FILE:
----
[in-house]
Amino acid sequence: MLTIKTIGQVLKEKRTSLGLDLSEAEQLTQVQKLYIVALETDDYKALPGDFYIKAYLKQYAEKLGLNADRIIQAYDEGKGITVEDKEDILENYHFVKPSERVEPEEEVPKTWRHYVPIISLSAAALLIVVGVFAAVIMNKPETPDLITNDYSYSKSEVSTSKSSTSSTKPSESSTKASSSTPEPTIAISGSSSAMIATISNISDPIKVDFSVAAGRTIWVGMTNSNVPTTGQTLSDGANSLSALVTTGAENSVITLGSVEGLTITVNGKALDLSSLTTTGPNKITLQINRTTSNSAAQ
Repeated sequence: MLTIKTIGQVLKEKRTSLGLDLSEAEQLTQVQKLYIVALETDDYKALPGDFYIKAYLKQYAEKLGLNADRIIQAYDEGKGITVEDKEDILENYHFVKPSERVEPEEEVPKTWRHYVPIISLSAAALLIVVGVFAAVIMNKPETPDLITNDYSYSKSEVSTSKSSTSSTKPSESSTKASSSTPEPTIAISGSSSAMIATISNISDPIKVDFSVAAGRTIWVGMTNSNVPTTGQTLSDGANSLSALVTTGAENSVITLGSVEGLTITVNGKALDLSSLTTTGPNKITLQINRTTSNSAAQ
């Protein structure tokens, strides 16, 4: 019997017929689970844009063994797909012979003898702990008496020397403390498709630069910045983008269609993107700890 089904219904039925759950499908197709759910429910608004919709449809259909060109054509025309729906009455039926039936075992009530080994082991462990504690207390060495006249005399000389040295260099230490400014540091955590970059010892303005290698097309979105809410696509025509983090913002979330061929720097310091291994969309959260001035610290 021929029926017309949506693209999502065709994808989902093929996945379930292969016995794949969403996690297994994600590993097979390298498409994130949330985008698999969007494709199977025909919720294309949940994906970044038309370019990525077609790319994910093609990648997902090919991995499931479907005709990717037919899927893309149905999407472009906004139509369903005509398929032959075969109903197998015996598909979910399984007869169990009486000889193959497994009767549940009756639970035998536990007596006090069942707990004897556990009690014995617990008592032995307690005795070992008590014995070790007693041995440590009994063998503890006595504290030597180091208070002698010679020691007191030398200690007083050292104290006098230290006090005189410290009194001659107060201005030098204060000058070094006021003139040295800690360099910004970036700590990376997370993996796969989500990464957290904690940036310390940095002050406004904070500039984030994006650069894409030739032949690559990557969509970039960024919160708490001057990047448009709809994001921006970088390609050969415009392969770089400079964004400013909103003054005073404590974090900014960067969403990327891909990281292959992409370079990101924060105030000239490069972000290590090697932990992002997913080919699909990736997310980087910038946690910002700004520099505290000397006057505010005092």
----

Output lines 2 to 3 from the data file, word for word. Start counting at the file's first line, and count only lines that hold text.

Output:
Amino acid sequence: MLTIKTIGQVLKEKRTSLGLDLSEAEQLTQVQKLYIVALETDDYKALPGDFYIKAYLKQYAEKLGLNADRIIQAYDEGKGITVEDKEDILENYHFVKPSERVEPEEEVPKTWRHYVPIISLSAAALLIVVGVFAAVIMNKPETPDLITNDYSYSKSEVSTSKSSTSSTKPSESSTKASSSTPEPTIAISGSSSAMIATISNISDPIKVDFSVAAGRTIWVGMTNSNVPTTGQTLSDGANSLSALVTTGAENSVITLGSVEGLTITVNGKALDLSSLTTTGPNKITLQINRTTSNSAAQ
Repeated sequence: MLTIKTIGQVLKEKRTSLGLDLSEAEQLTQVQKLYIVALETDDYKALPGDFYIKAYLKQYAEKLGLNADRIIQAYDEGKGITVEDKEDILENYHFVKPSERVEPEEEVPKTWRHYVPIISLSAAALLIVVGVFAAVIMNKPETPDLITNDYSYSKSEVSTSKSSTSSTKPSESSTKASSSTPEPTIAISGSSSAMIATISNISDPIKVDFSVAAGRTIWVGMTNSNVPTTGQTLSDGANSLSALVTTGAENSVITLGSVEGLTITVNGKALDLSSLTTTGPNKITLQINRTTSNSAAQ